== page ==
In a category that suffers from a surfeit of books related to personal experiences, one-off success stories made possible by budgets and resources unavailable to most firms, outdated theories as quaint as bloodletting, or mantras devoted to “big ideas” or “exceeding expectations,” 50+ Metrics offers insights that crackle like new money. For CEOs and those in marketing trenches needing accountability, this is the best marketing book of the year.
Six Sigma’s New Frontier
Six Sigma has long been a favorite means of achieving accountability in many organizational functions — though rarely in marketing. Now consultants Clyde M. Creveling, Lynne Hambleton, and Burke McCarthy aim to change that with Six Sigma for Marketing Processes. The book focuses on three marketing processes in particular: strategic, defined as product or service portfolio renewal; tactical, which is product or service commercialization; and operational, or post-launch product or service line management. These components are then linked by information systems that allow data to flow seamlessly among all processes and integrated metrics. The book is important, in part, because Six Sigma’s outstanding track record is making many managers consider its potential to tame marketing, every company’s unruly child. Marketing managers have resisted so far, partly because of widespread misperceptions about the nature of Six Sigma.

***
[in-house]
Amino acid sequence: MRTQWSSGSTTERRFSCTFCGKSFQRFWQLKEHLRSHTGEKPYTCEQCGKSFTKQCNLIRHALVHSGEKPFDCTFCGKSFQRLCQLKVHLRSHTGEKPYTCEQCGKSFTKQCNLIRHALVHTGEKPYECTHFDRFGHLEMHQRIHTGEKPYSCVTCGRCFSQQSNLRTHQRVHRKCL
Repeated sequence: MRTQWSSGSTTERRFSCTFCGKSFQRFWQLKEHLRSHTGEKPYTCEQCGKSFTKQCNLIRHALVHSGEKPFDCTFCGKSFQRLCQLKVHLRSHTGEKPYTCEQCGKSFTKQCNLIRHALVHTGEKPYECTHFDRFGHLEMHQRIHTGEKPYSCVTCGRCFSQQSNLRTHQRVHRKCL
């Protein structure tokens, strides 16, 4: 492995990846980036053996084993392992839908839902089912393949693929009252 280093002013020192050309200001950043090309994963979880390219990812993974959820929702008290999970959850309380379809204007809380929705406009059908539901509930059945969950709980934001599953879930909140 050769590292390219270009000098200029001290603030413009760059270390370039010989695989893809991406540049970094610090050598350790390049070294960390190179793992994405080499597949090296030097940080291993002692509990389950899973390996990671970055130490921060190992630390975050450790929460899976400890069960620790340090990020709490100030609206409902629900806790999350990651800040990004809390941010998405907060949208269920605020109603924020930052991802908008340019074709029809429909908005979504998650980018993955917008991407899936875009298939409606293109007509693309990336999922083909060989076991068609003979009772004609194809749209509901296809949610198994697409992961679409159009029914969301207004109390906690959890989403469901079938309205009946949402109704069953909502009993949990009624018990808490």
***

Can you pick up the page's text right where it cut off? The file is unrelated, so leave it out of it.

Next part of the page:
The first misperception is that it is solely a manufacturing improvement tool. Yes, Six Sigma has achieved its most publicized successes reducing production errors, but it can be applied to any standardized process — and despite its aura of kooky creativity, marketing really is as process-oriented as manufacturing. Look at what is required to send out a press release, develop an ad, or prepare for a trade show: nothing more than a series of “to-dos” (aka processes).